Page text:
Sauber team boss Monisha Kaltenborn says revisions to the exhaust system on the team's C32 during the middle of the F1 season are the key factor behind the improvements seen in recent races.

The Swiss team had gone into the 2013 campaign hoping to build on an impressive season in 2012 but scored just seven points prior to the summer break.

Despite another no score when racing resumed at Spa, the team has since gone on to pick up 38 points in the last four races, with many putting the improvement down to the revised Pirelli tyres that came in in Hungary and although she said they had helped, Kaltenborn said other factors had played a more important role in the team returning to form.

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"After the concept of the side exhaust system was very successful last year, our engineers decided to go with a different concept for the C32, that in theory had even more potential," she said. "In practice, however, it looked different. We realised that in Melbourne where we brought an update to the car that didn't work as we expected it to. It then took some time for our engineers to understand the problem.

"The aero balance of the car was not stable, especially during braking and turning in. Apart from the measurable implications, the side effect was that the drivers had less confidence in the C32. In addition, we didn't have the resources to quickly modify the car. Instead, this process happened step by step.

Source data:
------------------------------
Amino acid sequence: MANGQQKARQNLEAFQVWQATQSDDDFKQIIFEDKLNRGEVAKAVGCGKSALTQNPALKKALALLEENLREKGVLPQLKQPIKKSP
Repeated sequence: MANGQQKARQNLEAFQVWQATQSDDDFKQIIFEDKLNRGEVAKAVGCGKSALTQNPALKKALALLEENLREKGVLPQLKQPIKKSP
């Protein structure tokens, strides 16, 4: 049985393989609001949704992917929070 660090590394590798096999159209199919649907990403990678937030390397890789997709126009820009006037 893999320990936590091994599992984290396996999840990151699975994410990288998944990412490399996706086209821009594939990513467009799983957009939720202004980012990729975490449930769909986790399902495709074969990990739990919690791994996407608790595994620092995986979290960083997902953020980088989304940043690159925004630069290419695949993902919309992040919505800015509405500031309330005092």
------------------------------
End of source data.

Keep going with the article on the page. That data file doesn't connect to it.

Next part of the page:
"The largest update we brought was in Hungary, where we implemented a modified exhaust concept. We already saw a significant improvement back then, but, of course, it took some time until we were able to get the most out of that. In addition, our understanding of the car improved, which translated to a better set-up. Furthermore, we were able to maintain the high level of quality producing the parts back at the factory.

"The whole team, in the factory and at the track, did an outstanding job."

Kaltenborn added that the team never considered turning its focus solely towards 2014 at the expense of trying to resolve the issues it had faced with its current car.

"Giving up was never an option, because we wanted to make progress with the current car, in order to improve in the constructors' championship," she said. "In addition the insight we are getting now will help with the development of the new car."